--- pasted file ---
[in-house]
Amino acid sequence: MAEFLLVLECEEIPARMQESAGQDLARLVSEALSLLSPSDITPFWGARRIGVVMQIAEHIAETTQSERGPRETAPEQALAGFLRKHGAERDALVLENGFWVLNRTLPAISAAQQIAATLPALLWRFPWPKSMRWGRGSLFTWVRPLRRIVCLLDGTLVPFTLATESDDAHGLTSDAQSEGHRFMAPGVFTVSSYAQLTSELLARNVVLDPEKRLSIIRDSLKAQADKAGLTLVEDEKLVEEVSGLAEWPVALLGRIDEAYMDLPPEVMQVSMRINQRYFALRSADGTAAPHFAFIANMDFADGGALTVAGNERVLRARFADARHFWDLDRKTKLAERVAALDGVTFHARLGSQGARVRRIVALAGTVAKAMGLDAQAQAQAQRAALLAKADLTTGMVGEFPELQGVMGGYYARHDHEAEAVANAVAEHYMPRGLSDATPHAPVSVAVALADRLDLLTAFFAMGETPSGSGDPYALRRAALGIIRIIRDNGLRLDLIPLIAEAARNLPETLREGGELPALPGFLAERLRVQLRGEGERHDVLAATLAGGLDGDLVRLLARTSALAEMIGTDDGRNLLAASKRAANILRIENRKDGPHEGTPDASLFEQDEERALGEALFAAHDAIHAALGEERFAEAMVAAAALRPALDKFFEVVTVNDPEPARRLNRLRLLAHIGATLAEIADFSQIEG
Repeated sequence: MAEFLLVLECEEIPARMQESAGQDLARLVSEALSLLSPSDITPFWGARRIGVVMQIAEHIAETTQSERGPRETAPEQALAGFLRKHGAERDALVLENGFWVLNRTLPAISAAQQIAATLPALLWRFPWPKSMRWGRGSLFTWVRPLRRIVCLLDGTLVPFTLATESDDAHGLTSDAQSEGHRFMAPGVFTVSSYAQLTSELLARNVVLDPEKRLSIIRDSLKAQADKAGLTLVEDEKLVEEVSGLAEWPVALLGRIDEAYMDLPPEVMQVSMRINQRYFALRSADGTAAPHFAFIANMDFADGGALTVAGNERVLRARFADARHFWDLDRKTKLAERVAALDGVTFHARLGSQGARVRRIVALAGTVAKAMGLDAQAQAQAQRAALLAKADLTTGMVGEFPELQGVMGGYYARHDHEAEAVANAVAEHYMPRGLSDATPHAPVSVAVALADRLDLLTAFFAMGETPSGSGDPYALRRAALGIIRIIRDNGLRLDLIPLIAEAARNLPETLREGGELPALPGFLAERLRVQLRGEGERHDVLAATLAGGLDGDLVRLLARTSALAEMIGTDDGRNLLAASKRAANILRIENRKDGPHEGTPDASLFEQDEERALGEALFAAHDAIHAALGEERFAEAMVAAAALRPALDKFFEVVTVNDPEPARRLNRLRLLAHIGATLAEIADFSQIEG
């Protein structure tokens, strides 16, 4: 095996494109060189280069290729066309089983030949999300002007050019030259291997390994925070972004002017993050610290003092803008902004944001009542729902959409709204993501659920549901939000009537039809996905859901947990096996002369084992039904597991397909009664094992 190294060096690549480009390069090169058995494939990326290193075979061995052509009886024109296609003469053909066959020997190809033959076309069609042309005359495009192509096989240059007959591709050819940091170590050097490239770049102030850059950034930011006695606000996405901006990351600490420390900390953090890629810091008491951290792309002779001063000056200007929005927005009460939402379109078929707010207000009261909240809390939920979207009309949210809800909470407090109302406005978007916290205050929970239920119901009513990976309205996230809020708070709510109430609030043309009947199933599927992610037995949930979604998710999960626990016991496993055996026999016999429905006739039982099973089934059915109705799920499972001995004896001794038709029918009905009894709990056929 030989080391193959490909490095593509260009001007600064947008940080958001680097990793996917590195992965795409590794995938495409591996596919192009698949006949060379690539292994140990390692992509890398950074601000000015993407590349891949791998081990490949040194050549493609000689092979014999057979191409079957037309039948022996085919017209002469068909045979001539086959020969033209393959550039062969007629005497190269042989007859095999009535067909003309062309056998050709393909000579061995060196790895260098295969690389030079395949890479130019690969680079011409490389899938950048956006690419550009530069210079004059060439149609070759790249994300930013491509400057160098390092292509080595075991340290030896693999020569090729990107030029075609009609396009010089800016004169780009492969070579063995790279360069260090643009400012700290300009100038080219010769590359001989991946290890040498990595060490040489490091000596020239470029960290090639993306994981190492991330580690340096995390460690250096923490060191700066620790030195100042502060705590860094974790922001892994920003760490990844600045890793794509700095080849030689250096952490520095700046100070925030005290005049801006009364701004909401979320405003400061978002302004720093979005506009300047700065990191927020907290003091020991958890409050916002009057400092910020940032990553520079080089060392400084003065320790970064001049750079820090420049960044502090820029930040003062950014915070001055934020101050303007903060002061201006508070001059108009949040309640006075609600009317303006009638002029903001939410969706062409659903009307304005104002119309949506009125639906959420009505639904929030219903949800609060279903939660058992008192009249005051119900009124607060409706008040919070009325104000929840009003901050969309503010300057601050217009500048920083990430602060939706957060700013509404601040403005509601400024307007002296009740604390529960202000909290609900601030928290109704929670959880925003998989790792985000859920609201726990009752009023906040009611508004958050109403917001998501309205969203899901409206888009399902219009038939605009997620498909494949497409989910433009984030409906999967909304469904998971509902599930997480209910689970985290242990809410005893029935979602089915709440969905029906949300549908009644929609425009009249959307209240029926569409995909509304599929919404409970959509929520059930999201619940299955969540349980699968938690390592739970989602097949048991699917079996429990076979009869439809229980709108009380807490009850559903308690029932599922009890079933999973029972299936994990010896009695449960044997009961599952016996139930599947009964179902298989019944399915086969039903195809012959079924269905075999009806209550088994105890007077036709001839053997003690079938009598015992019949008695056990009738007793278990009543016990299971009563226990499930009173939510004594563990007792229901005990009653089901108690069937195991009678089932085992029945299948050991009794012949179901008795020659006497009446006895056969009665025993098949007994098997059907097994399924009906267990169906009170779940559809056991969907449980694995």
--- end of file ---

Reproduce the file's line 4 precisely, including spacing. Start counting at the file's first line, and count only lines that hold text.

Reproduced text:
């Protein structure tokens, strides 16, 4: 095996494109060189280069290729066309089983030949999300002007050019030259291997390994925070972004002017993050610290003092803008902004944001009542729902959409709204993501659920549901939000009537039809996905859901947990096996002369084992039904597991397909009664094992 190294060096690549480009390069090169058995494939990326290193075979061995052509009886024109296609003469053909066959020997190809033959076309069609042309005359495009192509096989240059007959591709050819940091170590050097490239770049102030850059950034930011006695606000996405901006990351600490420390900390953090890629810091008491951290792309002779001063000056200007929005927005009460939402379109078929707010207000009261909240809390939920979207009309949210809800909470407090109302406005978007916290205050929970239920119901009513990976309205996230809020708070709510109430609030043309009947199933599927992610037995949930979604998710999960626990016991496993055996026999016999429905006739039982099973089934059915109705799920499972001995004896001794038709029918009905009894709990056929 030989080391193959490909490095593509260009001007600064947008940080958001680097990793996917590195992965795409590794995938495409591996596919192009698949006949060379690539292994140990390692992509890398950074601000000015993407590349891949791998081990490949040194050549493609000689092979014999057979191409079957037309039948022996085919017209002469068909045979001539086959020969033209393959550039062969007629005497190269042989007859095999009535067909003309062309056998050709393909000579061995060196790895260098295969690389030079395949890479130019690969680079011409490389899938950048956006690419550009530069210079004059060439149609070759790249994300930013491509400057160098390092292509080595075991340290030896693999020569090729990107030029075609009609396009010089800016004169780009492969070579063995790279360069260090643009400012700290300009100038080219010769590359001989991946290890040498990595060490040489490091000596020239470029960290090639993306994981190492991330580690340096995390460690250096923490060191700066620790030195100042502060705590860094974790922001892994920003760490990844600045890793794509700095080849030689250096952490520095700046100070925030005290005049801006009364701004909401979320405003400061978002302004720093979005506009300047700065990191927020907290003091020991958890409050916002009057400092910020940032990553520079080089060392400084003065320790970064001049750079820090420049960044502090820029930040003062950014915070001055934020101050303007903060002061201006508070001059108009949040309640006075609600009317303006009638002029903001939410969706062409659903009307304005104002119309949506009125639906959420009505639904929030219903949800609060279903939660058992008192009249005051119900009124607060409706008040919070009325104000929840009003901050969309503010300057601050217009500048920083990430602060939706957060700013509404601040403005509601400024307007002296009740604390529960202000909290609900601030928290109704929670959880925003998989790792985000859920609201726990009752009023906040009611508004958050109403917001998501309205969203899901409206888009399902219009038939605009997620498909494949497409989910433009984030409906999967909304469904998971509902599930997480209910689970985290242990809410005893029935979602089915709440969905029906949300549908009644929609425009009249959307209240029926569409995909509304599929919404409970959509929520059930999201619940299955969540349980699968938690390592739970989602097949048991699917079996429990076979009869439809229980709108009380807490009850559903308690029932599922009890079933999973029972299936994990010896009695449960044997009961599952016996139930599947009964179902298989019944399915086969039903195809012959079924269905075999009806209550088994105890007077036709001839053997003690079938009598015992019949008695056990009738007793278990009543016990299971009563226990499930009173939510004594563990007792229901005990009653089901108690069937195991009678089932085992029945299948050991009794012949179901008795020659006497009446006895056969009665025993098949007994098997059907097994399924009906267990169906009170779940559809056991969907449980694995």